Originally Posted by

**godelproof** you proved a subset of the set of all strategies (i.e.,the strategies that don't require a coding to work out) .

Now I understand your point: indeed I assumed implicitly that the decisions of the player only depend on the number of coloured hats they see. And the strategy I gave for N winners doesn't fit into this scheme... So my proof isn't very satisfying after all...

Today i thought of another proof, which is rigorous and much simpler, but far less ingenious than yours. If you want to see it, i can post it.

Sure I'd like to! I guess it looks like the one at the end of this post...

Another thing, i'd like to know your opinion on a probabilistic proof. Its idea is very simple: 1/2 (independent) probability to put on red hat on every one. Then the expectation of numbers of players win is N for any strategy (easy to verify!). If there is a strategy that guarantees at least N+1 players always win, then the expectation should be no less than N+1, which is a contradiction. Do you think such a proof is acceptable? Well i feel very uncomfortable with it. but i can give no clear reasons to object it.

That looks clever! Let me give a try at writing a clean proof:

For $\displaystyle 1\leq i\leq 2N$, let $\displaystyle F_i$ be a function that defines a strategy for player $\displaystyle i$, i.e. $\displaystyle F_i:\{R,B\}^{2N}\to\{R,B\}$ is any function *that does not depend on the *$\displaystyle i$*-th coordinate*.

Let $\displaystyle X=(X_i)_{1\leq i\leq N}$ be a vector of independent r.v. with $\displaystyle P(X_i=R)=P(X_i=B)=1/2$. The number of winners in configuration $\displaystyle X$ is $\displaystyle W(X)=\sum_{i=1}^{2N}{\bf 1}_{(F_i(X)=X_i)}$.

Since $\displaystyle F_i(X)$ depends only on $\displaystyle (X_j)_{j\neq i}$, which is *independent *of $\displaystyle X_i$, $\displaystyle P(F_i(X)=X_i)=E[P(F_i(X)=X_i)|(X_j)_{j\neq i}]=1/2$. Therefore, the expected number of winners is $\displaystyle E[W(X)]=\sum_{i=1}^{2N} P(F_i(X)=X_i)=N$.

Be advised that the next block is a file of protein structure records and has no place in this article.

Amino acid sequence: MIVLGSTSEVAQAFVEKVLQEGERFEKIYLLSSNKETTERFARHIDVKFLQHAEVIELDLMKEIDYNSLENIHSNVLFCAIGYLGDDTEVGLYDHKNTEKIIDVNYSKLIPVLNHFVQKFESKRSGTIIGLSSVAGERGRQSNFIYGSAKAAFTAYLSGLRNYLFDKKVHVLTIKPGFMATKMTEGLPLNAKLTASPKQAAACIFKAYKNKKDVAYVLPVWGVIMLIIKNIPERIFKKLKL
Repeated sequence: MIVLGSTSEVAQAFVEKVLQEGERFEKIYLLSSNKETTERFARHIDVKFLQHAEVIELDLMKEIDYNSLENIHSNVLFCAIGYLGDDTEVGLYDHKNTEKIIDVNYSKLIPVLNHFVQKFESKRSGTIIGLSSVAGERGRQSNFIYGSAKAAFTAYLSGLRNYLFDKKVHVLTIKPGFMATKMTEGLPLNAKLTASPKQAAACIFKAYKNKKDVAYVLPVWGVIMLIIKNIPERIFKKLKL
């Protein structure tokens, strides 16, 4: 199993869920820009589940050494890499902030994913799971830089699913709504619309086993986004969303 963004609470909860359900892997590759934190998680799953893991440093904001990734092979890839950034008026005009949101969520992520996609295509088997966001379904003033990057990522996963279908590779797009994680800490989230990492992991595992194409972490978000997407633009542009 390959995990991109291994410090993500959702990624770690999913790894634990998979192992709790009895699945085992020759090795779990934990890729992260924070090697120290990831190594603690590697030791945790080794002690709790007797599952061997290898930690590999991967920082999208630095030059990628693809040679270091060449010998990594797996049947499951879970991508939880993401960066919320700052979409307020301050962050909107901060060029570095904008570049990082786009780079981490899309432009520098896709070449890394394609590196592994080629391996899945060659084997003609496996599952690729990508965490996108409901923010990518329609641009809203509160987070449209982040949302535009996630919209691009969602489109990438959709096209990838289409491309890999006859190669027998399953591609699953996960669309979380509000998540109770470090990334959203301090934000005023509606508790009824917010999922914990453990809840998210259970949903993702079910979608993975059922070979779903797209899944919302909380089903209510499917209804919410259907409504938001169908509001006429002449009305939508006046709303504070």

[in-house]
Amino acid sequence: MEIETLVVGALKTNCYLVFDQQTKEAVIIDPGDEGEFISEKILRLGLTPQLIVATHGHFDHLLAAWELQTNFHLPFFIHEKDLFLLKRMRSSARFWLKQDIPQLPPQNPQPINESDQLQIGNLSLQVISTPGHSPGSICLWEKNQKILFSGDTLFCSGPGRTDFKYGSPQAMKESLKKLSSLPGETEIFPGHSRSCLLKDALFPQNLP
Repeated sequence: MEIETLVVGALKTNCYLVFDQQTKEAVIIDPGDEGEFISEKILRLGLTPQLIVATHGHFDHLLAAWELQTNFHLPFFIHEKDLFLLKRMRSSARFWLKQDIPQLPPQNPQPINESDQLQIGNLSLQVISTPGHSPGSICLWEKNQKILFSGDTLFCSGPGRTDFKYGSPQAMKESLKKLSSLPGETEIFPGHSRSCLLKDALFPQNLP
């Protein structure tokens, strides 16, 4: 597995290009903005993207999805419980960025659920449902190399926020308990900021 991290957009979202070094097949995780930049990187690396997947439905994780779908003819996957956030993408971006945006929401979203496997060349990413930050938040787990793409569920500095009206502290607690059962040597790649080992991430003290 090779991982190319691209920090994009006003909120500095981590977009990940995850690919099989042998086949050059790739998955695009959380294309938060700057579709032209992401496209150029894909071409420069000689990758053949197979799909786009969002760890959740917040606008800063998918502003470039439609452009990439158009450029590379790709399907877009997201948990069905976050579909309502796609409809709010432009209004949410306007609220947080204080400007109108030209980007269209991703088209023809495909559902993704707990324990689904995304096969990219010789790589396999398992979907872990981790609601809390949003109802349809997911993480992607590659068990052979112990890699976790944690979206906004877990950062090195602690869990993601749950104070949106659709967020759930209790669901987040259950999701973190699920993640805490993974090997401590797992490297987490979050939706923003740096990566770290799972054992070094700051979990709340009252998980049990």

If the functions $\displaystyle F_1,\ldots,F_{2N}$ could be chosen in such a way that $\displaystyle W(x)\geq N+1$ for any $\displaystyle x\in\{R,B\}^{2N}$, then we would have $\displaystyle W(X)\geq N+1$ a.s. hence $\displaystyle E[W(X)]\geq N+1$, contradicting the previous paragraph.

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One could also write the exact same proof without random variables, which may look more convincing. We have (keeping notations):

$\displaystyle \sum_{X\in\{R,B\}^{2N}}W(X)= \sum_{i=1}^{2N} \sum_{X\in\{R,B\}^{2N}} {\bf 1}_{(F_i(X)=X_i)}$ $\displaystyle = \sum_{i=1}^{2N} \sum_{(X_j)_{j\neq i}\in\{R,B\}^{2N-1}} ({\bf 1}_{(F_i(X)=R)}+{\bf 1}_{(F_i(X)=B)})$

(the last parenthesis correspond to the summation over $\displaystyle X_i\in\{R,B\}$, which makes sense since $\displaystyle F_i(X)$ does only depend on $\displaystyle (X_j)_{j\neq i}$)

The sum of the two indicator functions is obviously 1. Therefore, we get:

$\displaystyle \sum_{X\in\{R,B\}^{2N}}W(X)=\sum_{i=1}^{2N} \sum_{(X_j)_{j\neq i}\in\{R,B\}^{2N-1}} 1= 2N 2^{2N-1}=N 2^{2N}.$

We have a sum of $\displaystyle 2^{2N}$ terms on the left-hand side, which equals $\displaystyle N 2^{2N}$, hence at least one term must be less than or equal to N: there exists a configuration $\displaystyle X$ such that $\displaystyle W(X)\leq N$. QED.